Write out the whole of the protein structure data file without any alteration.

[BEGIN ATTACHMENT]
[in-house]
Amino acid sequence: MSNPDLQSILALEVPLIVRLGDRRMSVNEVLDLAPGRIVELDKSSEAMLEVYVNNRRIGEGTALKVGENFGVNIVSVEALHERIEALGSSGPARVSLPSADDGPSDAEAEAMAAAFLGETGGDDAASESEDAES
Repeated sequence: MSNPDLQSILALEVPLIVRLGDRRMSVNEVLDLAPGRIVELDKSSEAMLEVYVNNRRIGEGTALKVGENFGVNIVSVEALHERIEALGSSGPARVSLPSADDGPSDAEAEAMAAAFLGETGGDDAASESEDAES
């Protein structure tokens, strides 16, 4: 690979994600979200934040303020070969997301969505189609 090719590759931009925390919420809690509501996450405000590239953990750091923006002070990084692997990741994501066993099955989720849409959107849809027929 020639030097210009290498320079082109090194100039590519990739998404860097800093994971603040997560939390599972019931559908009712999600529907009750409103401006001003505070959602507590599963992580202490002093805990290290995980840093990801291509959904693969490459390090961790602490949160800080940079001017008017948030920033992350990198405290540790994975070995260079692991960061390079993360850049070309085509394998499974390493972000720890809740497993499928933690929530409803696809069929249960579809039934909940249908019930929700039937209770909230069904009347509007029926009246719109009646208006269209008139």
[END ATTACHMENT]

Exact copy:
[in-house]
Amino acid sequence: MSNPDLQSILALEVPLIVRLGDRRMSVNEVLDLAPGRIVELDKSSEAMLEVYVNNRRIGEGTALKVGENFGVNIVSVEALHERIEALGSSGPARVSLPSADDGPSDAEAEAMAAAFLGETGGDDAASESEDAES
Repeated sequence: MSNPDLQSILALEVPLIVRLGDRRMSVNEVLDLAPGRIVELDKSSEAMLEVYVNNRRIGEGTALKVGENFGVNIVSVEALHERIEALGSSGPARVSLPSADDGPSDAEAEAMAAAFLGETGGDDAASESEDAES
């Protein structure tokens, strides 16, 4: 690979994600979200934040303020070969997301969505189609 090719590759931009925390919420809690509501996450405000590239953990750091923006002070990084692997990741994501066993099955989720849409959107849809027929 020639030097210009290498320079082109090194100039590519990739998404860097800093994971603040997560939390599972019931559908009712999600529907009750409103401006001003505070959602507590599963992580202490002093805990290290995980840093990801291509959904693969490459390090961790602490949160800080940079001017008017948030920033992350990198405290540790994975070995260079692991960061390079993360850049070309085509394998499974390493972000720890809740497993499928933690929530409803696809069929249960579809039934909940249908019930929700039937209770909230069904009347509007029926009246719109009646208006269209008139």